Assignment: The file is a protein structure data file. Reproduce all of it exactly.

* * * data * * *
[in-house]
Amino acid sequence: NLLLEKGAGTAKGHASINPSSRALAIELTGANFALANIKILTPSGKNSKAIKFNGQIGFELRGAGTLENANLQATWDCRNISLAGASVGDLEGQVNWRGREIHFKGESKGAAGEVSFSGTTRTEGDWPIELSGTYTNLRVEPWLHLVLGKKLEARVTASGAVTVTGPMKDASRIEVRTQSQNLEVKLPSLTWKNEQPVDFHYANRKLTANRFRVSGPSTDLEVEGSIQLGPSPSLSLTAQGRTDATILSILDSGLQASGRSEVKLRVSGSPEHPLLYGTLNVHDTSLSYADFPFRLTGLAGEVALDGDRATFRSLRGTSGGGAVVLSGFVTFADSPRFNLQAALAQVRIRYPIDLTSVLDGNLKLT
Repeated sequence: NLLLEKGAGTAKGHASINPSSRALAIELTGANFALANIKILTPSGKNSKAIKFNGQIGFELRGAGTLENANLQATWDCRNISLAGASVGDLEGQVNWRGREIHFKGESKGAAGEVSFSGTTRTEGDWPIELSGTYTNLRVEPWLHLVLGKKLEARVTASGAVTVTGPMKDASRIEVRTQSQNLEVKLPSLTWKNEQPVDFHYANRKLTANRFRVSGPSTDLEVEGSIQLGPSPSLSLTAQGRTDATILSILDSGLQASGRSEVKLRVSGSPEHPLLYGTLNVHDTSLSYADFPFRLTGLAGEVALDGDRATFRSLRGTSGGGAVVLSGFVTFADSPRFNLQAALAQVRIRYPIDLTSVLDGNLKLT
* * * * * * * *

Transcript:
[in-house]
Amino acid sequence: NLLLEKGAGTAKGHASINPSSRALAIELTGANFALANIKILTPSGKNSKAIKFNGQIGFELRGAGTLENANLQATWDCRNISLAGASVGDLEGQVNWRGREIHFKGESKGAAGEVSFSGTTRTEGDWPIELSGTYTNLRVEPWLHLVLGKKLEARVTASGAVTVTGPMKDASRIEVRTQSQNLEVKLPSLTWKNEQPVDFHYANRKLTANRFRVSGPSTDLEVEGSIQLGPSPSLSLTAQGRTDATILSILDSGLQASGRSEVKLRVSGSPEHPLLYGTLNVHDTSLSYADFPFRLTGLAGEVALDGDRATFRSLRGTSGGGAVVLSGFVTFADSPRFNLQAALAQVRIRYPIDLTSVLDGNLKLT
Repeated sequence: NLLLEKGAGTAKGHASINPSSRALAIELTGANFALANIKILTPSGKNSKAIKFNGQIGFELRGAGTLENANLQATWDCRNISLAGASVGDLEGQVNWRGREIHFKGESKGAAGEVSFSGTTRTEGDWPIELSGTYTNLRVEPWLHLVLGKKLEARVTASGAVTVTGPMKDASRIEVRTQSQNLEVKLPSLTWKNEQPVDFHYANRKLTANRFRVSGPSTDLEVEGSIQLGPSPSLSLTAQGRTDATILSILDSGLQASGRSEVKLRVSGSPEHPLLYGTLNVHDTSLSYADFPFRLTGLAGEVALDGDRATFRSLRGTSGGGAVVLSGFVTFADSPRFNLQAALAQVRIRYPIDLTSVLDGNLKLT